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This book is a detailed examination of causal conditioning, the law of cause and effect, analyzing 24 types of conditional relations (paccaya) in relation to the classifications in the matika of the Dhammasangani:
- root or primitive causes (hetu paccaya)
- Loba, Dosa, Moha, Aloba (anti-loba), Adosa (anti-dosa) and Amoha (anti-moha) are regarded in Buddhism as the six root or primitive causes of all thoughts and feelings of mind.
- stimulative causes (arammana paccaya)
- External objects and their effects, such as light and sounds, are ones of the causes of thougts and feelings by stimulating a person's sensations.
- dominant causes (adhipati paccaya)
- A few mental aspects, such as wish (chanda) and motivation (viriya), are belived to be possible dominant causes in Buddhist Psychology because each of them can drivingly dominate the rest of the mental aspects at one time.
- Unitary causes (sahajata paccaya)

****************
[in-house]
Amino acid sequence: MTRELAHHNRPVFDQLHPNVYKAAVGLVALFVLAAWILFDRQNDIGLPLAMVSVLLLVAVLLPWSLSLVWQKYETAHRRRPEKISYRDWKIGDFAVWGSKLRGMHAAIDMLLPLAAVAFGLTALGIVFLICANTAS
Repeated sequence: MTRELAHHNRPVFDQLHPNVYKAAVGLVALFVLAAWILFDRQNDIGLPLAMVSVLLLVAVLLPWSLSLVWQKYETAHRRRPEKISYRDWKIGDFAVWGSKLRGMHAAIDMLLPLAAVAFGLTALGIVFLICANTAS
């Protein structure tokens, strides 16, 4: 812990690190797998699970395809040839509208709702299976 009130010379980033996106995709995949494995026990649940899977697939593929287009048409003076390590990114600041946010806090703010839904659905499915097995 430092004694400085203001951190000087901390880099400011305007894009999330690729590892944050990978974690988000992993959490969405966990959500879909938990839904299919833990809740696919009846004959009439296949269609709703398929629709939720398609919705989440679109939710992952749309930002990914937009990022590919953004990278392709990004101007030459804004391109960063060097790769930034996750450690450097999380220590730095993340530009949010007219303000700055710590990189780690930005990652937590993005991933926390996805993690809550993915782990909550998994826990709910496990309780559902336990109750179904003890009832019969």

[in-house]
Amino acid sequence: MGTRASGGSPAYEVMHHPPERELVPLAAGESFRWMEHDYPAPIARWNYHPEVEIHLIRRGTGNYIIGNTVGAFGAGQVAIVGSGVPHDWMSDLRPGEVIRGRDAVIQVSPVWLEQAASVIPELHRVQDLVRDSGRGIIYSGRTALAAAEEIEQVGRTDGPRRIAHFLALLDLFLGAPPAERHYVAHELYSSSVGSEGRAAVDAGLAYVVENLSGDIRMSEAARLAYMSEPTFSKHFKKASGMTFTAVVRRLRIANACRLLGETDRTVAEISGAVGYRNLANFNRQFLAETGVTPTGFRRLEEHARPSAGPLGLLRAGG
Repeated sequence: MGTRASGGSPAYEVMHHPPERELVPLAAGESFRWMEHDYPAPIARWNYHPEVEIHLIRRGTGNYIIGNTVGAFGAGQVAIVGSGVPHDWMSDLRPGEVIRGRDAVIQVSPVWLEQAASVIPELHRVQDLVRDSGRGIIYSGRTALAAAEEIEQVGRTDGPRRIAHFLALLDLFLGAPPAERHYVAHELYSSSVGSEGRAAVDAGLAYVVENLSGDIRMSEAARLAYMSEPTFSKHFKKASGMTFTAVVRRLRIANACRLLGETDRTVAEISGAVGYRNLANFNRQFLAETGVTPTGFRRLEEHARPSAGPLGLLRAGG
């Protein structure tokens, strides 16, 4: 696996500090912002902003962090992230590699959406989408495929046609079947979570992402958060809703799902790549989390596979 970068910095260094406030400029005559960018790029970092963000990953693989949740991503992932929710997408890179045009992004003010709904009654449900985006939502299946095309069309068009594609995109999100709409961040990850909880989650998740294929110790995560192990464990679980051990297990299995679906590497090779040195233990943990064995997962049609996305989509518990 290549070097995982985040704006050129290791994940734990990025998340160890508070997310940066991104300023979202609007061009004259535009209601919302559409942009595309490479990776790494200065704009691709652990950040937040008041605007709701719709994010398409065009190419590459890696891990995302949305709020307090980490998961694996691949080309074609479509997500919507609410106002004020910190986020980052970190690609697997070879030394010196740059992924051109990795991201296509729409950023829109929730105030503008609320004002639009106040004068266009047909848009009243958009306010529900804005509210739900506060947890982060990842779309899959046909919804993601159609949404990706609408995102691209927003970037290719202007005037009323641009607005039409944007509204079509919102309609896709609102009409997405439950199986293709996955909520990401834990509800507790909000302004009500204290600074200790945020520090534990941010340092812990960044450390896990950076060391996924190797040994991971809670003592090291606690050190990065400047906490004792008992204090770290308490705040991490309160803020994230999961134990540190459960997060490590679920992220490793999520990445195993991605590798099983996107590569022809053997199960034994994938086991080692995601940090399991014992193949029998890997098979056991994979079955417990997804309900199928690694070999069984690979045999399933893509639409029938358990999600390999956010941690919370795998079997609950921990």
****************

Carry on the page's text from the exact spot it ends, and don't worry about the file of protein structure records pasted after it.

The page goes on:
- In Pali, saha means "together" and jata means "rise"; according to Abhiddhamma, all the variety of physical or mental features are mere manifestations of a number of fundamental physical or mental principles, and hence all of the variety can be unified to a simple group just like the fundamental forces can be hypothetically unified in theoretical physcis.
- decisive support
- habitual cultivation
- controlling faculty
- jhāna – a relation specific to meditation attainments
- path – a relation specific to the stages on the Buddhist path
- Ronkin, Noa, "Abhidharma", The Stanford Encyclopedia of Philosophy (Fall 2014 Edition), Edward N. Zalta (ed.), URL = <http://plato.stanford.edu/archives/fall2014/entries/abhidharma/>.
- 'Patthana Dhamma' HTML E-book by Htoo Naing.
- 'www.patthana.net' Canonical text of Patthana both in English and Pali, guides, lectures, and other materials.
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